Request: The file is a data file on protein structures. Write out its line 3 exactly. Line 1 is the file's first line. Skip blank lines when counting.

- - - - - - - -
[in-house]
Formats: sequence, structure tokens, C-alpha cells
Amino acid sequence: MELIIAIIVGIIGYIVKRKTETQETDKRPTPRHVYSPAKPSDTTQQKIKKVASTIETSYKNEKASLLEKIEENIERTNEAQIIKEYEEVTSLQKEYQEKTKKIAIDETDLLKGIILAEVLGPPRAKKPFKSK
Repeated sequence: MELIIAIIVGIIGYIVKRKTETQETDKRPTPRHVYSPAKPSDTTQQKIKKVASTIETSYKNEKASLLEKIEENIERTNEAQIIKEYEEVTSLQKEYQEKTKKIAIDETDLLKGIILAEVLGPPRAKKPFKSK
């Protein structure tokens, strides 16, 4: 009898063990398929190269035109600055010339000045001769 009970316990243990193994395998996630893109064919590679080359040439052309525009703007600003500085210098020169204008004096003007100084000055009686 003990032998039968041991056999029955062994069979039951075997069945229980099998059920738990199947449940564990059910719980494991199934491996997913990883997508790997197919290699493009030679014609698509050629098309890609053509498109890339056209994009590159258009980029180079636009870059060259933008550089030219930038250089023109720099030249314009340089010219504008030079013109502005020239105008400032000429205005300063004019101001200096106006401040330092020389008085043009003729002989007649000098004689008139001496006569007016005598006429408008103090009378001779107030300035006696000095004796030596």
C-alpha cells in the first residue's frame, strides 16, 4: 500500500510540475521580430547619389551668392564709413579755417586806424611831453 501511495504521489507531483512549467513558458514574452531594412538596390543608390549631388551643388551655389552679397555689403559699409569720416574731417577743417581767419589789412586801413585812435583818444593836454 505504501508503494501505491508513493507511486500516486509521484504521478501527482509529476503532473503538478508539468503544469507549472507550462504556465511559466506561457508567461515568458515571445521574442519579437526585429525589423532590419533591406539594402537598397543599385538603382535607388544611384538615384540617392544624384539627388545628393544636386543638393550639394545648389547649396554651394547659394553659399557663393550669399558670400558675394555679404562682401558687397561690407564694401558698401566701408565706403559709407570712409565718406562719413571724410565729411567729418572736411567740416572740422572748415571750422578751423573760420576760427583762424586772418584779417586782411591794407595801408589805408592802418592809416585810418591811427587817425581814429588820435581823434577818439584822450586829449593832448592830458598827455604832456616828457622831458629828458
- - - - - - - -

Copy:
Amino acid sequence: MELIIAIIVGIIGYIVKRKTETQETDKRPTPRHVYSPAKPSDTTQQKIKKVASTIETSYKNEKASLLEKIEENIERTNEAQIIKEYEEVTSLQKEYQEKTKKIAIDETDLLKGIILAEVLGPPRAKKPFKSK